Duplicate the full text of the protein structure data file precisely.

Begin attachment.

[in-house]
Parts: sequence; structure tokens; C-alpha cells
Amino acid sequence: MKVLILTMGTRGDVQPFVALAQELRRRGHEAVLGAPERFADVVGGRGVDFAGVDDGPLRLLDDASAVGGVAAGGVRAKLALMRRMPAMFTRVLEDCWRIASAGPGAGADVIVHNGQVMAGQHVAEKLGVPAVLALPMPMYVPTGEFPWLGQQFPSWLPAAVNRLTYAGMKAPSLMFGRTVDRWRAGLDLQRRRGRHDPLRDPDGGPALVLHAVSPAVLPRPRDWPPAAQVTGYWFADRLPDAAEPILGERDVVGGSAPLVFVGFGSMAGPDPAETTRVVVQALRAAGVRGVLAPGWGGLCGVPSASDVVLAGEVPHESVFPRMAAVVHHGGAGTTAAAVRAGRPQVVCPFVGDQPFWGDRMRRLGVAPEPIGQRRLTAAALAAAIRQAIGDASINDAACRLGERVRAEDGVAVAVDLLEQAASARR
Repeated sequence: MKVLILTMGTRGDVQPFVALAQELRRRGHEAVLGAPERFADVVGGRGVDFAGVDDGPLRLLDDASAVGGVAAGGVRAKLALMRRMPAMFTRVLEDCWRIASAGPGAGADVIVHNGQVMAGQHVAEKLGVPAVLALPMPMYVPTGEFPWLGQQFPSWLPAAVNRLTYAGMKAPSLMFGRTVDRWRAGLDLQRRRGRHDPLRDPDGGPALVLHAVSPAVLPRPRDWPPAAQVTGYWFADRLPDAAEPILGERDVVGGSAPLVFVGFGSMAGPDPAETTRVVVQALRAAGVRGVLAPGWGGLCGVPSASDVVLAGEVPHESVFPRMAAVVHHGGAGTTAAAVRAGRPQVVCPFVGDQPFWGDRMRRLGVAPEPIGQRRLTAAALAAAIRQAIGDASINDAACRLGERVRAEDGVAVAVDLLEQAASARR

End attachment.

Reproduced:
[in-house]
Parts: sequence; structure tokens; C-alpha cells
Amino acid sequence: MKVLILTMGTRGDVQPFVALAQELRRRGHEAVLGAPERFADVVGGRGVDFAGVDDGPLRLLDDASAVGGVAAGGVRAKLALMRRMPAMFTRVLEDCWRIASAGPGAGADVIVHNGQVMAGQHVAEKLGVPAVLALPMPMYVPTGEFPWLGQQFPSWLPAAVNRLTYAGMKAPSLMFGRTVDRWRAGLDLQRRRGRHDPLRDPDGGPALVLHAVSPAVLPRPRDWPPAAQVTGYWFADRLPDAAEPILGERDVVGGSAPLVFVGFGSMAGPDPAETTRVVVQALRAAGVRGVLAPGWGGLCGVPSASDVVLAGEVPHESVFPRMAAVVHHGGAGTTAAAVRAGRPQVVCPFVGDQPFWGDRMRRLGVAPEPIGQRRLTAAALAAAIRQAIGDASINDAACRLGERVRAEDGVAVAVDLLEQAASARR
Repeated sequence: MKVLILTMGTRGDVQPFVALAQELRRRGHEAVLGAPERFADVVGGRGVDFAGVDDGPLRLLDDASAVGGVAAGGVRAKLALMRRMPAMFTRVLEDCWRIASAGPGAGADVIVHNGQVMAGQHVAEKLGVPAVLALPMPMYVPTGEFPWLGQQFPSWLPAAVNRLTYAGMKAPSLMFGRTVDRWRAGLDLQRRRGRHDPLRDPDGGPALVLHAVSPAVLPRPRDWPPAAQVTGYWFADRLPDAAEPILGERDVVGGSAPLVFVGFGSMAGPDPAETTRVVVQALRAAGVRGVLAPGWGGLCGVPSASDVVLAGEVPHESVFPRMAAVVHHGGAGTTAAAVRAGRPQVVCPFVGDQPFWGDRMRRLGVAPEPIGQRRLTAAALAAAIRQAIGDASINDAACRLGERVRAEDGVAVAVDLLEQAASARR